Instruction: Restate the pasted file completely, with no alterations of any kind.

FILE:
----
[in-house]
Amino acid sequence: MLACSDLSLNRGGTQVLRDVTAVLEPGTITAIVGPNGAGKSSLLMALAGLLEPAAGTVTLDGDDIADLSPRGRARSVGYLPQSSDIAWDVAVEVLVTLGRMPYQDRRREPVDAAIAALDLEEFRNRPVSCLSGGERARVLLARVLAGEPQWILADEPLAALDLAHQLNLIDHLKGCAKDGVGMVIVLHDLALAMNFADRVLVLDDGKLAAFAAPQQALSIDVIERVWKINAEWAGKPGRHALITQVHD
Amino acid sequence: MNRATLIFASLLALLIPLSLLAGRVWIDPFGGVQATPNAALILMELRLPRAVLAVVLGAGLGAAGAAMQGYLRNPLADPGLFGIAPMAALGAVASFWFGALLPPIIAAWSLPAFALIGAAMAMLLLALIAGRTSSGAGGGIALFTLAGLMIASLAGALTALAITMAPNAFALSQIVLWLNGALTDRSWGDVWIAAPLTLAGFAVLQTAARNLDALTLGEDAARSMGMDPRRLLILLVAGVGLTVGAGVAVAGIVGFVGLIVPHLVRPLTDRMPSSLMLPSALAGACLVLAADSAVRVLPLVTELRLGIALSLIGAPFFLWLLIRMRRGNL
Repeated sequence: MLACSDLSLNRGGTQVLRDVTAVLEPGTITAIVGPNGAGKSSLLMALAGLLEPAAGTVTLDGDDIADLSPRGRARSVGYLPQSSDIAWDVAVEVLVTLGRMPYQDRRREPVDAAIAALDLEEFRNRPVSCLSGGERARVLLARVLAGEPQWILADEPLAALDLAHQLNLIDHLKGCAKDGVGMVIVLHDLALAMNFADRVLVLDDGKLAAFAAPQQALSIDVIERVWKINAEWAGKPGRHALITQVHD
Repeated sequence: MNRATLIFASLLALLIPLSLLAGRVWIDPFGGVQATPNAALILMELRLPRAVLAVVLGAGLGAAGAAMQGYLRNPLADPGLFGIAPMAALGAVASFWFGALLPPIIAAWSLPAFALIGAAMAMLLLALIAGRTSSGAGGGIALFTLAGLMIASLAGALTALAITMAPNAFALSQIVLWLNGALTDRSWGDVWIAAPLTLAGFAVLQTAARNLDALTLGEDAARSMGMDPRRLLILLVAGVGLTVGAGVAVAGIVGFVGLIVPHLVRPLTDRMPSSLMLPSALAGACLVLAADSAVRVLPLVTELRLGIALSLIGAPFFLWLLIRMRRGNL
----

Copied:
[in-house]
Amino acid sequence: MLACSDLSLNRGGTQVLRDVTAVLEPGTITAIVGPNGAGKSSLLMALAGLLEPAAGTVTLDGDDIADLSPRGRARSVGYLPQSSDIAWDVAVEVLVTLGRMPYQDRRREPVDAAIAALDLEEFRNRPVSCLSGGERARVLLARVLAGEPQWILADEPLAALDLAHQLNLIDHLKGCAKDGVGMVIVLHDLALAMNFADRVLVLDDGKLAAFAAPQQALSIDVIERVWKINAEWAGKPGRHALITQVHD
Amino acid sequence: MNRATLIFASLLALLIPLSLLAGRVWIDPFGGVQATPNAALILMELRLPRAVLAVVLGAGLGAAGAAMQGYLRNPLADPGLFGIAPMAALGAVASFWFGALLPPIIAAWSLPAFALIGAAMAMLLLALIAGRTSSGAGGGIALFTLAGLMIASLAGALTALAITMAPNAFALSQIVLWLNGALTDRSWGDVWIAAPLTLAGFAVLQTAARNLDALTLGEDAARSMGMDPRRLLILLVAGVGLTVGAGVAVAGIVGFVGLIVPHLVRPLTDRMPSSLMLPSALAGACLVLAADSAVRVLPLVTELRLGIALSLIGAPFFLWLLIRMRRGNL
Repeated sequence: MLACSDLSLNRGGTQVLRDVTAVLEPGTITAIVGPNGAGKSSLLMALAGLLEPAAGTVTLDGDDIADLSPRGRARSVGYLPQSSDIAWDVAVEVLVTLGRMPYQDRRREPVDAAIAALDLEEFRNRPVSCLSGGERARVLLARVLAGEPQWILADEPLAALDLAHQLNLIDHLKGCAKDGVGMVIVLHDLALAMNFADRVLVLDDGKLAAFAAPQQALSIDVIERVWKINAEWAGKPGRHALITQVHD
Repeated sequence: MNRATLIFASLLALLIPLSLLAGRVWIDPFGGVQATPNAALILMELRLPRAVLAVVLGAGLGAAGAAMQGYLRNPLADPGLFGIAPMAALGAVASFWFGALLPPIIAAWSLPAFALIGAAMAMLLLALIAGRTSSGAGGGIALFTLAGLMIASLAGALTALAITMAPNAFALSQIVLWLNGALTDRSWGDVWIAAPLTLAGFAVLQTAARNLDALTLGEDAARSMGMDPRRLLILLVAGVGLTVGAGVAVAGIVGFVGLIVPHLVRPLTDRMPSSLMLPSALAGACLVLAADSAVRVLPLVTELRLGIALSLIGAPFFLWLLIRMRRGNL